The book Slouching towards Utopia is a survey of the monumental transformations—and failed promises—brought about by an extraordinary rise in prosperity. The author offers a sweeping account of economic history over the “long twentieth century”—1870 to 2010. Those years, he argues, were “the most consequential years of all humanity’s centuries,” in which “the most important historical thread was what anyone would call the economic one, for it was the century that saw us end our near-universal dire material poverty.”
The book’s “grand narrative” charts how, in response to increased globalization and the development of modern research facilities and corporate business structures, wealth increased remarkably for a large proportion of the world’s population, prompting radical changes to long-standing social and political configurations. As the author’s mix of close economic analyses and illustrative “vignettes” demonstrates, this upsurge in prosperity incited slouching towards utopia dreams but repeatedly failed—sometimes spectacularly—to realize them.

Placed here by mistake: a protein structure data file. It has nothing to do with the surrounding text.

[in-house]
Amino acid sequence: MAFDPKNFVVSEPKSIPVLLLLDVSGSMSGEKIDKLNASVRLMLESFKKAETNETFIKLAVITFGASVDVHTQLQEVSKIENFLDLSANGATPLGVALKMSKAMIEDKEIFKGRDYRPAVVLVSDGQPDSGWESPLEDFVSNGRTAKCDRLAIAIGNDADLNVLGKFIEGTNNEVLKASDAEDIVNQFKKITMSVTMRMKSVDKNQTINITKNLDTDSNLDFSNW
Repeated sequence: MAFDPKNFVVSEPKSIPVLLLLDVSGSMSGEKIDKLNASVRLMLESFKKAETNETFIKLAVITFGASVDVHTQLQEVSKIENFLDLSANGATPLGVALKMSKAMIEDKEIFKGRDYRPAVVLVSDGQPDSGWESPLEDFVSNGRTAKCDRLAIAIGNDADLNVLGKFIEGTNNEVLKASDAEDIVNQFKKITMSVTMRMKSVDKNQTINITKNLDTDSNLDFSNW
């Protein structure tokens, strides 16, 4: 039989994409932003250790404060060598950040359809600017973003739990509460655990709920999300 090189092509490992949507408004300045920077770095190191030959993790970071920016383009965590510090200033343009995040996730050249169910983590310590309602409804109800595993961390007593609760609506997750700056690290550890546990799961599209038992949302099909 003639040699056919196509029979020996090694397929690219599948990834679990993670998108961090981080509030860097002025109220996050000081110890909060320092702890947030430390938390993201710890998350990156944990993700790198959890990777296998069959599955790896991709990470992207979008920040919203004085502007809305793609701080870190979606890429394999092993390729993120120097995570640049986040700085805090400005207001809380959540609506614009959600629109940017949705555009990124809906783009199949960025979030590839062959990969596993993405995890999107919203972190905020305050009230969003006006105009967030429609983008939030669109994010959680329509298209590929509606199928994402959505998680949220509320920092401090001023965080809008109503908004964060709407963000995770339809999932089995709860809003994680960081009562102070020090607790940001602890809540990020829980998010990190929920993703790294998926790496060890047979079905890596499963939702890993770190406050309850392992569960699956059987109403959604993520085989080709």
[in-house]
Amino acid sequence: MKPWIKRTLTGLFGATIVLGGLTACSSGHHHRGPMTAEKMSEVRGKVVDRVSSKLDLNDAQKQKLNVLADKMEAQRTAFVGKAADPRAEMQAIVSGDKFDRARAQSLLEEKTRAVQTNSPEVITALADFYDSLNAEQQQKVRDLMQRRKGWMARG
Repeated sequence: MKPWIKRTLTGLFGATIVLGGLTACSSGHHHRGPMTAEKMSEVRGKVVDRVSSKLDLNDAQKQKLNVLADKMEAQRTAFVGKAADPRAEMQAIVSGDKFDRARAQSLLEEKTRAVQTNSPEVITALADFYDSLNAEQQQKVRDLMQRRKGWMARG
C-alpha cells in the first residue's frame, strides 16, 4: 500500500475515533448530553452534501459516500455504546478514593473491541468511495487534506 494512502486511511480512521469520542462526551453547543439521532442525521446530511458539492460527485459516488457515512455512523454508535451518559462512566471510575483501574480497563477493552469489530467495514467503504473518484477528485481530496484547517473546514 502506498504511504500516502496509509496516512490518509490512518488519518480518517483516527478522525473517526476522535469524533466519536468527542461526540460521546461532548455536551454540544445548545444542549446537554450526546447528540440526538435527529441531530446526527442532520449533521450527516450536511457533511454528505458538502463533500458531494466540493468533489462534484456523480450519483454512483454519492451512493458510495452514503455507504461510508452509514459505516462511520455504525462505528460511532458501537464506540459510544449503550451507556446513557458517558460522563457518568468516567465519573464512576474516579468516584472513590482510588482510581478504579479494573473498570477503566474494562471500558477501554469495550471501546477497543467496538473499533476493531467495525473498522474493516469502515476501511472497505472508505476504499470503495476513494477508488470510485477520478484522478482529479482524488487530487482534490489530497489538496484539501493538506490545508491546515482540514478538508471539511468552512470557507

At the end of the period in question, the author concludes, optimism about progress in eliminating extreme poverty and more equitably distributing wealth was at low ebb, and faith in America as a leader in such efforts is in marked decline. This is a lengthy text, and some of the chapters meander unnecessarily, but overall, the author ably anatomizes his subject with admirable clarity, offering accessible and illuminating explanations of key historical shifts and the socio-economic forces driving them.
Among the most gripping and persuasive chapters are those that explain the acceleration of globalization in the late 19th century, the causes of the Great Depression and what might have mitigated it and the origins and implications of the rise of neo-liberalism at the end of the 20th century. The Weekender